Prague, 20 August 2004 (RFE/RL) -- Streams of vehicles regularly shuttle Tajik traders across the Pamir Mountains so that they can stock up on bargains in China.
The opening in May of the 4,400-meter Kulma Pass border crossing between Tajikistan and China allows bus services to operate regularly between Tajik cities and Kashgar, the first commercial stop on the Chinese side of the border.
Tajik trader Mirzo told RFE/RL's Tajik Service that residents from the Gorno-Badakhshan Autonomous Region in eastern Tajikistan are benefiting from the new road link. He said local traders have found a new opportunity to make money by heading east for low-cost Chinese goods that they can resell at a profit.
"People in [the city of] Murghab don't have a very good life. [But] after the opening of the road, they started having a better life. The goods are now cheaper. Before, people traveled to the Kyrgyz border and then to [the southern Kyrgyz city of] Osh to buy goods and came back to Murghab to resell them. The opening of the Tajik-Chinese road was very good for traders," Mirzo said.
But Tajik authorities are looking beyond the immediate benefits, hoping that the newly opened link will help establish their landlocked country as a major transit route through which Chinese goods can be exported to Central Asia.
"I think Bishkek will remain the main center for Chinese goods in Central Asia. The road to China [from Tajikistan] is bad, [and] the road from the capital [Dushanbe] to Badakhshan is bad, too." - Abdullaev
However, Zafar Abdullaev, director of the Tajik Internet news agency Avesta, cautions that it will take awhile before Tajikistan will be fully able to exploit the new border crossing. He notes that some sections of the route on the Tajik side are treacherous.
"[The opening of the pass] was a very important event for Tajik traders, especially for Badakhshan's people. Before, they had to get Chinese goods in Kyrgyzstan. [But] I think Bishkek will remain the main center for Chinese goods in Central Asia. The road to China [from Tajikistan] is bad, [and] the road from the capital [Dushanbe] to Badakhshan is bad, too," Abdullaev said.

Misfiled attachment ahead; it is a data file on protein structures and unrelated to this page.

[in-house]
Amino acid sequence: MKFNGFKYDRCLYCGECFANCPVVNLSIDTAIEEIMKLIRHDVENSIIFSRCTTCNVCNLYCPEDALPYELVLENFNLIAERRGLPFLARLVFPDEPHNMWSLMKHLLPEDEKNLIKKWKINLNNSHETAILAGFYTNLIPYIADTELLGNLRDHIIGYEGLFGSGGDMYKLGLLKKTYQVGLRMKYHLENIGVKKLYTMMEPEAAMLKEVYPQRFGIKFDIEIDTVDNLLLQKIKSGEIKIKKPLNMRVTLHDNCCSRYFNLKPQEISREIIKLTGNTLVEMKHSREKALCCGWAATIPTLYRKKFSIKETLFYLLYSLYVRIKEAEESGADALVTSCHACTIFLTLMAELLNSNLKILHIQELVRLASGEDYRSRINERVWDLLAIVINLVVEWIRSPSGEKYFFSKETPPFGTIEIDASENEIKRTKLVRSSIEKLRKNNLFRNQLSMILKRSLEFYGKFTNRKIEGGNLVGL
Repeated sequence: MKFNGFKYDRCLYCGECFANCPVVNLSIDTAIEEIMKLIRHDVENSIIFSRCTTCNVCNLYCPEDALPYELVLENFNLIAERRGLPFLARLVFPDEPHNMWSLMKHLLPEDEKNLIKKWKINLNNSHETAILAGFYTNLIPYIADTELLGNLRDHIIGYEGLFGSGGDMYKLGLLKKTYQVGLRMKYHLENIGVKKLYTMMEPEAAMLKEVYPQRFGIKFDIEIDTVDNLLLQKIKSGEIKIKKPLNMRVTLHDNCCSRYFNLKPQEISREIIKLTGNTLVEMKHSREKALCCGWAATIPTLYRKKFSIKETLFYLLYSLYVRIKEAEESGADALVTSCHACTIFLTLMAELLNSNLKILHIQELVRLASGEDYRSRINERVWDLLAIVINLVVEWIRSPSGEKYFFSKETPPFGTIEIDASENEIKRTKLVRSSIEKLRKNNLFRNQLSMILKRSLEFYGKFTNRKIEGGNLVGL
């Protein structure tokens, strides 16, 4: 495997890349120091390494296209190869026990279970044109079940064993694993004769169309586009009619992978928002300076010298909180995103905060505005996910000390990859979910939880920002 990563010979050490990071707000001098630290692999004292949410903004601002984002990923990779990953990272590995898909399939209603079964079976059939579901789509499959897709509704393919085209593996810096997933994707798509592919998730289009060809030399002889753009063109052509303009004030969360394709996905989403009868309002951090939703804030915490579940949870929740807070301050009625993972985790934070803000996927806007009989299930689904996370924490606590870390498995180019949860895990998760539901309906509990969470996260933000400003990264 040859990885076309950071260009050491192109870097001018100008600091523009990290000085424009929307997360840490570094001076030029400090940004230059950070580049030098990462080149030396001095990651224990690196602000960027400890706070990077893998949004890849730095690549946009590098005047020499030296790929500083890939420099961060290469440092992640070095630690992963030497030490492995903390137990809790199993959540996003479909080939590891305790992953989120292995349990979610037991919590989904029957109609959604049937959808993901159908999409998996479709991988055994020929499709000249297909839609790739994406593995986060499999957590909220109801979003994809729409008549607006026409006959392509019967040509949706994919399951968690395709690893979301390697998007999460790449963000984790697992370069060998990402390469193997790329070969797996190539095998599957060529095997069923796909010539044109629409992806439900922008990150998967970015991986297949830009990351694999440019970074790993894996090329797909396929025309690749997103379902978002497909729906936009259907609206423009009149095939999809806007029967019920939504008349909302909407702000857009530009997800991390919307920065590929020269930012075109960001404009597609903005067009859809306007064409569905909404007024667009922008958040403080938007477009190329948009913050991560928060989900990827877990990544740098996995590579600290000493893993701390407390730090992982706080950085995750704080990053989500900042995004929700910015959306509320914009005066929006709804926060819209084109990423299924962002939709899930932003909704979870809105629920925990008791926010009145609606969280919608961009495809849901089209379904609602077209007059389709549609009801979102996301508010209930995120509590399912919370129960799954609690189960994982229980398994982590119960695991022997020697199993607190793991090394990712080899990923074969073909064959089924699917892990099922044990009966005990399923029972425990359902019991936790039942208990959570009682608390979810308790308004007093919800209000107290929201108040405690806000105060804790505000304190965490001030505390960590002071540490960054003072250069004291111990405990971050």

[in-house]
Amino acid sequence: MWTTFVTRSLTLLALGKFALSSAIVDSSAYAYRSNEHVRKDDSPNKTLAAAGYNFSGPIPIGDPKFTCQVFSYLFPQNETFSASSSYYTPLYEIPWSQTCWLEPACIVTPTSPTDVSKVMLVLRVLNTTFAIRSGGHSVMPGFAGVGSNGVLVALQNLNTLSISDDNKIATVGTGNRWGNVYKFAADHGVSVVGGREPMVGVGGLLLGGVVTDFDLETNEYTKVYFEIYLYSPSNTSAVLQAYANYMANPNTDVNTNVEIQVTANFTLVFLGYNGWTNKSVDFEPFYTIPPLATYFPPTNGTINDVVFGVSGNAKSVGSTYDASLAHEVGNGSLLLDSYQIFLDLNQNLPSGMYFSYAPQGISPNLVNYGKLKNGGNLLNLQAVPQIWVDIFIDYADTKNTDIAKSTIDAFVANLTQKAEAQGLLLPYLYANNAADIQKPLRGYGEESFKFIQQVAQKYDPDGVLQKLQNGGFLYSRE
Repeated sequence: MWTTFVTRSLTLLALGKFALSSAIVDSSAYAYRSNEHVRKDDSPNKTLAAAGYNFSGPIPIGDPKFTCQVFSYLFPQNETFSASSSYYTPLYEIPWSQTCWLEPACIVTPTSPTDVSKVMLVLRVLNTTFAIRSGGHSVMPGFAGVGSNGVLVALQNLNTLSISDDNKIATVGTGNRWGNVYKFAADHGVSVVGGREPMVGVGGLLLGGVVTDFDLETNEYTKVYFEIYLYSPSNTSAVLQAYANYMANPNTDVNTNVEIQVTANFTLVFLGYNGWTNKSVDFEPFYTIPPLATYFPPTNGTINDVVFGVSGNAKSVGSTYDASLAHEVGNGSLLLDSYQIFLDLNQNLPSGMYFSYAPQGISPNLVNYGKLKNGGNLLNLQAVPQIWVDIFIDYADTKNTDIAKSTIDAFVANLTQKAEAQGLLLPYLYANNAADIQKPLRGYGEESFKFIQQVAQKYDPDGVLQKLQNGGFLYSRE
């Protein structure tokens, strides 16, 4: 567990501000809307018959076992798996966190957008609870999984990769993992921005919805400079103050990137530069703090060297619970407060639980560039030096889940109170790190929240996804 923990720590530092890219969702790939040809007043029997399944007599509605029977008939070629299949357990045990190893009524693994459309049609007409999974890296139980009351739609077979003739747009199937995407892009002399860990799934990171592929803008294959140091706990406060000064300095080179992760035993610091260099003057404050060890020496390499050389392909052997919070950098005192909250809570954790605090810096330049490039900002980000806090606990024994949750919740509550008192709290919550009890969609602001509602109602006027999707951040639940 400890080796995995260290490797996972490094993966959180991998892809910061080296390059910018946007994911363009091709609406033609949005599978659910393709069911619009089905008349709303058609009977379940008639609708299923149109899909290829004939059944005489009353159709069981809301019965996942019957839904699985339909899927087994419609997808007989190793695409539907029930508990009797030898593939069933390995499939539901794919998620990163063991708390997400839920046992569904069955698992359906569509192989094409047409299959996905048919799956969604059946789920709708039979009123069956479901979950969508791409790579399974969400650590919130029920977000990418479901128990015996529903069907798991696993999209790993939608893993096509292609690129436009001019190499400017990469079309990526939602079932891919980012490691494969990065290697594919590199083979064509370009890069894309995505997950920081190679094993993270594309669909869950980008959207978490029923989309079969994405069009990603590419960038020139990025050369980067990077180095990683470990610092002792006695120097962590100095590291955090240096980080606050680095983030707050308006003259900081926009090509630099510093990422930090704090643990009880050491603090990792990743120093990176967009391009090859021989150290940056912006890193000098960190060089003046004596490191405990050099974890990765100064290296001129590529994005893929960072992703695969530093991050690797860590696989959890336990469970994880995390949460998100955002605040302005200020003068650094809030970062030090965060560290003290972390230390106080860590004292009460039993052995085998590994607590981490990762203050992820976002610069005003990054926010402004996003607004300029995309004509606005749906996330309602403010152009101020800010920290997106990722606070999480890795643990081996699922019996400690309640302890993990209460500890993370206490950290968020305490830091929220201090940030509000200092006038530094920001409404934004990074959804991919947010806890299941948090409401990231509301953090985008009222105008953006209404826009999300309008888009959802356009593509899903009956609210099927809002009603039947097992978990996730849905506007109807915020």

Even in good weather -- from May to October -- it may take as many as 20 hours to drive from Kashgar to the Tajik city of Khorog, and an additional 40 hours to reach Dushanbe. The rest of the year, the road running across Gorno-Badakhshan remains closed due to snow.
For Tajik wholesalers in Dushanbe, the direct route between the capital and Kashgar means relief from some burdensome customs procedures, transport fees, and taxes. In an interview with the Asia-Plus news agency, a Tajik businessman said he has purchased refrigerators, televisions, and clothing in China at half the prices on Central Asian and Russian markets.
In theory, the opening of the border crossing also lessens Tajikistan's dependence on neighboring Uzbekistan, through which most Tajik trade traffic now passes. In the past, Tashkent has restricted the flow of vital exports, such as cotton and aluminum, as a means of exerting pressure on Dushanbe.
Hooman Peimani is a senior research fellow at the Center for International Cooperation and Security at the University of Bradford in Britain. He told RFE/RL that China is unlikely to become a transit route for Tajik goods. "Tajikistan has always been concerned about Uzbekistan and has sought to decrease its reliance on Uzbekistan," he said. "While Tajikistan will certainly explore the option of China as a possible route to, perhaps, Southeast Asia, I do not see China functioning as a major transit route for Tajikistan's cotton in the short term."
In the long run, Peimani points out, Tajikistan could serve as a bridge for China to connect to other Central Asian countries, as well as Iran, only if regional cooperation allows the restoration of a viable trading route along the old Silk Road. Meanwhile, Peimani said, Tajikistan is likely to attract Chinese goods only for domestic consumption.
(Khiromon Bakoeva of RFE/RL's Tajik Service contributed to this report.)